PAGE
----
Although Guinea is one of the world’s poorest countries, it has mineral wealth. It is one of the world’s biggest producers of bauxite (a key ingredient in aluminum). Much of the bauxite is exported to China, which loaned Guinea $20 billion in exchange for bauxite concessions. Guinea also has iron, gold, diamonds, and oil.
During the Cold War, Guinea initially aligned with the Soviet Union following independence from France, but became site of geopolitical competition and vacillated between Moscow and the west. As Russia beefs up its political and military involvement in Africa, it has its eye on Guinea, supporting Condé’s bid to change the constitution. In that vein, in several African countries, Russia has sent mercenaries along with “political technologists” to help incumbents rig elections in exchange for mining concessions.
Curated News and Analysis
AFP (December 14, 2021): West African bloc calls for election timetable from Guinea
Alain Foka, France24 (November 15, 2021 – interview): Guinean transitional president Mamady Doumbouya: ‘We want to give power back to Guineans’
Trevor Filseth, National Interest (October 16, 2021): Guinean Coup Leader Purges Army in Consolidation of Power
Luke Hurt and Peter Cai, East Asia Forum (October 16, 2021): Simandou is China’s poisoned chalice
Reuters (October 7, 2021): Guinea junta names former civil servant Beavogui as prime minister
AFP (October 5, 2021): US urges Guinea coup leader to set election timeline
BBC (October 1, 2021): Mamady Doumbouya: Guinea coup leader sworn in as president
Boubacar Diallo and Carley Petesch, AP (September 28, 2201): Guinea’s junta releases transition charter toward elections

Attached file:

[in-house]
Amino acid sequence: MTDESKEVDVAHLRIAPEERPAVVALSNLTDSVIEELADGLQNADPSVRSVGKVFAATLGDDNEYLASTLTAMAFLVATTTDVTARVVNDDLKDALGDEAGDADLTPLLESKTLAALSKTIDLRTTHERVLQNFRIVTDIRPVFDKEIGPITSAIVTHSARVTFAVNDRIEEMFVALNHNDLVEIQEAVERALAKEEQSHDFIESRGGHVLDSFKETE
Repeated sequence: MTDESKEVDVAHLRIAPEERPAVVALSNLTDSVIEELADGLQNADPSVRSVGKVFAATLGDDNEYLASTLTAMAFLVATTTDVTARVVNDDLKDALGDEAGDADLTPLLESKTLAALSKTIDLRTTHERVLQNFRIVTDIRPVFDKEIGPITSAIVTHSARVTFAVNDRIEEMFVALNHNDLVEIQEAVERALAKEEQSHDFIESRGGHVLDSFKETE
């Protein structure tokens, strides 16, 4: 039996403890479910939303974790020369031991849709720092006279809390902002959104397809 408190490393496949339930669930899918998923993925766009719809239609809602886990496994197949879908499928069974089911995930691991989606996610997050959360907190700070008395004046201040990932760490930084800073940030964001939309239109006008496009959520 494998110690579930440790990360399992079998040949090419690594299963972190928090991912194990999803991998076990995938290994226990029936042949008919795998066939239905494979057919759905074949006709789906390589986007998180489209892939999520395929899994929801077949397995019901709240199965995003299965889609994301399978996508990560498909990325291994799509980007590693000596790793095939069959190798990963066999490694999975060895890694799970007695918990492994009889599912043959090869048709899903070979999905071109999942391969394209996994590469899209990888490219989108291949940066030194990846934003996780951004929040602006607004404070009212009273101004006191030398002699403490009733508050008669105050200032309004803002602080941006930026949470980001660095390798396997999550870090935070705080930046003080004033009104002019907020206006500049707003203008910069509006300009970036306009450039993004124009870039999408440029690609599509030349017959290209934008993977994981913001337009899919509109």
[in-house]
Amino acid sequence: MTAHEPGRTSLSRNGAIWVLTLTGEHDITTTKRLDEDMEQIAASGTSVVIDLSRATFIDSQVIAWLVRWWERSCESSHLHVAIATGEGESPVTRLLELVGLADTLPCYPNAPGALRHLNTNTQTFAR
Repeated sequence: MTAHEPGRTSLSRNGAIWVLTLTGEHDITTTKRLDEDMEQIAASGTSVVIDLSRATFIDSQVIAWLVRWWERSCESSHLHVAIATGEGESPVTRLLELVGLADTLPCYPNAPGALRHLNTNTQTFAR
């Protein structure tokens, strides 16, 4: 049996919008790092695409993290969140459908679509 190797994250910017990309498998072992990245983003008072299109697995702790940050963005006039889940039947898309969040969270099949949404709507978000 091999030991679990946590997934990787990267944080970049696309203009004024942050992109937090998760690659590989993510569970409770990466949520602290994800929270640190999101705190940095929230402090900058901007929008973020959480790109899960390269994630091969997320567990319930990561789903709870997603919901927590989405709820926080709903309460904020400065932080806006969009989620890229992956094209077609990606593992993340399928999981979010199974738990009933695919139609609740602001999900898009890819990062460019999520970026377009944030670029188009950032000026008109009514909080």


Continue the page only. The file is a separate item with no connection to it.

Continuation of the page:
Saliou Samb, Reuters (September 27, 2021): Guinea junta bars its members from running in next elections
David Zounmenou, ISS Today (September 24, 2021): Can coups be removed from Guinea’s political culture?
Laurent Lozano and Mouctar Bah, AFP (September 24, 2021): In Guinea opposition bastion, hopes for a brighter future
The Africa Report (September 22, 2021): Guinea: Can Doumbouya lead the country in a peaceful transition?
Ovigwe Eguegu, The Diplomat (September 21, 2021): Does Guinea’s Coup Matter to China?
Boubacar Diallo and Krista Larson, AP (September 16, 2021): Military junta opens talks over Guinea’s future post-coup
Jeffrey Smith and Jonathan Moakes, Foreign Policy (September 14, 2021): Guinea’s Military Coup Was Both Predictable and Avoidable
Editorial Board, Financial Times (September 7, 2021): Guinea’s coup stems from crisis of legitimacy
David Lewis, Edward McAllister and Saliou Samb, Reuters (September 6, 2021): ‘Unattainable power’: the frustrations that drove Guinea’s coup leader
Boubacar Diallo and Krista Larson, AP (September 5, 2021): Soldiers detain Guinea’s president, dissolve government
AFP (November 12, 2020): Guinea arrests opposition leaders after disputed election
Lindsey Pruett, World Politics Review (November 4, 2020): Guinea Braces for More Instability as Conde Wins a Disputed Third Term
Voice of America (October 25, 2020): Guinea’s Opposition Challenging President’s Election Victory
Boubacar Diallo (October 24, 2020): Guinean president wins a 3rd term, electoral commission says
Babacar Dione, AP (September 24, 2020): Guinea’s opposition urges West African leaders to step in
Mouctar Bah, AFP (September 24, 2020): Guinea president appeals to base, calling election a ‘war’
Jack Cable and Zoe Huczok, Stanford Cyber Policy Center (September 21, 2020): Who Are the President of Guinea’s Facebook Trolls? The Blurry Line Between Modern Campaigning and Coordinated Inauthentic Behavior
Reuters (September 6, 2020): Veteran Guinea opposition leader to challenge President Conde in October election
Honoré Banda, The Africa Report (September 1, 2020): Guinea: Alpha Condé officially running for a third presidential term
Kabinet Fofana and Joschka Philipps, African Arguments (April 16, 2020): Guinea’s elections had a clear winner. But its contest for power isn’t over.
François Soudan, The Africa Report (February 21, 2020): Alpha Condé vs. the opposition: Unmasking the power struggle
The Economist (October 21, 2019): The Kremlin is encouraging Guinea’s president to ditch the constitution. The Guinean people aren’t thrilled.